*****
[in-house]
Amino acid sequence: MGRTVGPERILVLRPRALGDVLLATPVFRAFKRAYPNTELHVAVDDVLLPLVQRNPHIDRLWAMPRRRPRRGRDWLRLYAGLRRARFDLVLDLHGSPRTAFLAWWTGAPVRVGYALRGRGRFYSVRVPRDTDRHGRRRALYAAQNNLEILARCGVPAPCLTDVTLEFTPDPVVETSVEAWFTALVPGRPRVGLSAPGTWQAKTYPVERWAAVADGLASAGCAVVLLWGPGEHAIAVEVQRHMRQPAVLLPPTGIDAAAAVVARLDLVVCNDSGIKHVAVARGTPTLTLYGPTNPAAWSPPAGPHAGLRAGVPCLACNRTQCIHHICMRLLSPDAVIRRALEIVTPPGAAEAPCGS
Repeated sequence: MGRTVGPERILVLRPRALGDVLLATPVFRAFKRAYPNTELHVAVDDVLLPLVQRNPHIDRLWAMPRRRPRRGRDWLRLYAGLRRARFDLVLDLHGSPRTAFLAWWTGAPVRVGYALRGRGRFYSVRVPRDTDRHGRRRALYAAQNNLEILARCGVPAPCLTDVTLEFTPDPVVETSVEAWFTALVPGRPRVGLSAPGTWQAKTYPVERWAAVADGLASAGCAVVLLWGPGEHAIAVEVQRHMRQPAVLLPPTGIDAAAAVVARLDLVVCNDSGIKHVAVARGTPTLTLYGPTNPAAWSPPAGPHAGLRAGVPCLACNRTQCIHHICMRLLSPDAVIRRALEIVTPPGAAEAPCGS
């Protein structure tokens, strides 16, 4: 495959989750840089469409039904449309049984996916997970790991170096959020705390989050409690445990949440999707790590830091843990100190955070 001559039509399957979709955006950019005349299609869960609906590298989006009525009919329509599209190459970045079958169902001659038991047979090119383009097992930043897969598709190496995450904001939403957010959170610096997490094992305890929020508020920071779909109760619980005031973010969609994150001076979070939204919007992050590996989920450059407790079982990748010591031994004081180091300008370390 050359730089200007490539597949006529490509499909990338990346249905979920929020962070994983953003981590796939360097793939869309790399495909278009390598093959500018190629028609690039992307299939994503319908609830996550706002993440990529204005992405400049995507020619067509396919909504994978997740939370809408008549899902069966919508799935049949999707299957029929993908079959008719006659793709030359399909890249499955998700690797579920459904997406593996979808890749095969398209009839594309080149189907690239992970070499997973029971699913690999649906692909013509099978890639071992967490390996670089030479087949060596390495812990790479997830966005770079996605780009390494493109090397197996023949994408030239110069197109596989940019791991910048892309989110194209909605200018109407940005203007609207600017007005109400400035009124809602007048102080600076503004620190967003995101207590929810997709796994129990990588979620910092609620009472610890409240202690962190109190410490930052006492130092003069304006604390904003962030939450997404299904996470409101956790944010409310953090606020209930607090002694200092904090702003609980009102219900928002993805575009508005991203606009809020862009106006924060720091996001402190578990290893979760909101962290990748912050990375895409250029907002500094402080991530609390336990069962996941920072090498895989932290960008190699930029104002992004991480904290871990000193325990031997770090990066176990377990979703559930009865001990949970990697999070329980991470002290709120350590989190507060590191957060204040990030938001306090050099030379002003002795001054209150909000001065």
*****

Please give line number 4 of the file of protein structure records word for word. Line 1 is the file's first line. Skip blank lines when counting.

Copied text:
């Protein structure tokens, strides 16, 4: 495959989750840089469409039904449309049984996916997970790991170096959020705390989050409690445990949440999707790590830091843990100190955070 001559039509399957979709955006950019005349299609869960609906590298989006009525009919329509599209190459970045079958169902001659038991047979090119383009097992930043897969598709190496995450904001939403957010959170610096997490094992305890929020508020920071779909109760619980005031973010969609994150001076979070939204919007992050590996989920450059407790079982990748010591031994004081180091300008370390 050359730089200007490539597949006529490509499909990338990346249905979920929020962070994983953003981590796939360097793939869309790399495909278009390598093959500018190629028609690039992307299939994503319908609830996550706002993440990529204005992405400049995507020619067509396919909504994978997740939370809408008549899902069966919508799935049949999707299957029929993908079959008719006659793709030359399909890249499955998700690797579920459904997406593996979808890749095969398209009839594309080149189907690239992970070499997973029971699913690999649906692909013509099978890639071992967490390996670089030479087949060596390495812990790479997830966005770079996605780009390494493109090397197996023949994408030239110069197109596989940019791991910048892309989110194209909605200018109407940005203007609207600017007005109400400035009124809602007048102080600076503004620190967003995101207590929810997709796994129990990588979620910092609620009472610890409240202690962190109190410490930052006492130092003069304006604390904003962030939450997404299904996470409101956790944010409310953090606020209930607090002694200092904090702003609980009102219900928002993805575009508005991203606009809020862009106006924060720091996001402190578990290893979760909101962290990748912050990375895409250029907002500094402080991530609390336990069962996941920072090498895989932290960008190699930029104002992004991480904290871990000193325990031997770090990066176990377990979703559930009865001990949970990697999070329980991470002290709120350590989190507060590191957060204040990030938001306090050099030379002003002795001054209150909000001065």